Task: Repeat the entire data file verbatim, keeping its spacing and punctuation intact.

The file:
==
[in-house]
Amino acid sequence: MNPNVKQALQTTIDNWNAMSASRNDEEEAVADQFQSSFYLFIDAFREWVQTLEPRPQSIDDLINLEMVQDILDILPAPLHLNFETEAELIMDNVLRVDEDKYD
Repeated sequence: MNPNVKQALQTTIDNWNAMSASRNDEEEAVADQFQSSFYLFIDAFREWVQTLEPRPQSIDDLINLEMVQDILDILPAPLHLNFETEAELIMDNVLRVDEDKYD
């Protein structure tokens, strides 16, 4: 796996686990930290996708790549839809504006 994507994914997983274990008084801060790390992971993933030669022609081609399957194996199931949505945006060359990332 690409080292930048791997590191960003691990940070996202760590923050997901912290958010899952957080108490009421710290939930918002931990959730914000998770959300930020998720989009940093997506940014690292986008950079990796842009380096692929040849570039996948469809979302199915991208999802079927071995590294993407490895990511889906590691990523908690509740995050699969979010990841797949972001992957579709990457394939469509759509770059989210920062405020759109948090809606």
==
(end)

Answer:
[in-house]
Amino acid sequence: MNPNVKQALQTTIDNWNAMSASRNDEEEAVADQFQSSFYLFIDAFREWVQTLEPRPQSIDDLINLEMVQDILDILPAPLHLNFETEAELIMDNVLRVDEDKYD
Repeated sequence: MNPNVKQALQTTIDNWNAMSASRNDEEEAVADQFQSSFYLFIDAFREWVQTLEPRPQSIDDLINLEMVQDILDILPAPLHLNFETEAELIMDNVLRVDEDKYD
């Protein structure tokens, strides 16, 4: 796996686990930290996708790549839809504006 994507994914997983274990008084801060790390992971993933030669022609081609399957194996199931949505945006060359990332 690409080292930048791997590191960003691990940070996202760590923050997901912290958010899952957080108490009421710290939930918002931990959730914000998770959300930020998720989009940093997506940014690292986008950079990796842009380096692929040849570039996948469809979302199915991208999802079927071995590294993407490895990511889906590691990523908690509740995050699969979010990841797949972001992957579709990457394939469509759509770059989210920062405020759109948090809606």